Like amanze, Duhirwe Rushemeza plays with notions of cultural and artistic hybridity. Born in Rwanda, Rushemeza currently resides in Brooklyn, New York. Inspired by Rwandan cow dung paintings known as Imigongo, she creates sculptural paintings such as Red Ochre, White and Blue by layering industrial materials.2 Rushemeza's works also feature highly abstract patterns and compositions informed by Western painting traditions (Fig. 4). Her practice reflects the notion that in the spaces between, a visual culture is no longer stable. Instead, a new visual language must be created.

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Installation view of the lower level featuring the works of Duhirwe Rushemeza and ruby amanze, “The Ease of Fiction,” at the Contemporary Art Museum of Raleigh, North Carolina, 2016.

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Installation view of the lower level featuring the works of Duhirwe Rushemeza and ruby amanze, “The Ease of Fiction,” at the Contemporary Art Museum of Raleigh, North Carolina, 2016.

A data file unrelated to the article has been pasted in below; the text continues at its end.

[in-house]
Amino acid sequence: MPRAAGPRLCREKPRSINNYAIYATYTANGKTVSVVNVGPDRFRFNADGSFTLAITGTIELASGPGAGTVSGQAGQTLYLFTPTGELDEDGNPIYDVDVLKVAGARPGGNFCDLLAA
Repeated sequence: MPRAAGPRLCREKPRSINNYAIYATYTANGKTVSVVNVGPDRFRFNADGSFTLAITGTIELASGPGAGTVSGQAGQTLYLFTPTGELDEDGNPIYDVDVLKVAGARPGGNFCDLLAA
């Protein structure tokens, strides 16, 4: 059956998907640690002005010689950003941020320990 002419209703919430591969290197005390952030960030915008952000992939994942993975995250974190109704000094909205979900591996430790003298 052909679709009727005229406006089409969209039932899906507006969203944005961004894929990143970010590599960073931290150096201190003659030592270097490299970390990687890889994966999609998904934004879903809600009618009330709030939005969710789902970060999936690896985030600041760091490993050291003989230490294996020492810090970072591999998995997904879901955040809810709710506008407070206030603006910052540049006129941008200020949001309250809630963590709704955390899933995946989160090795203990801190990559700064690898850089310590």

Moreso than any other artist featured in this exhibition, Meleko Mokgosi explores the complex relationships between power, history, and fiction. The exhibition included his Ruse of Disavowal (Fig. 5), an installation of large-scale paintings first exhibited at the Lyon Biennale in 2013. Mokgosi takes images of daily life in Southern Africa—a wedding, men at rest, an empty sitting room—and mixes them with visual motifs of violence, tragedy, and bureaucracy that evoke Southern Africa's entrenched history of colonialism. In a filmed interview displayed within the exhibition, Mokgosi notes the futility of attempting to associate history with truth: “We are always interpreting things. I think there's … no kind of filtering of reality that does not go through representation.”3

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Installation view of Meleko Mokgosi's Ruse of Disavowal at the Lyon Biennale, Museum of Contemporary Art, Lyon, France, 2013.

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Installation view of Meleko Mokgosi's Ruse of Disavowal at the Lyon Biennale, Museum of Contemporary Art, Lyon, France, 2013.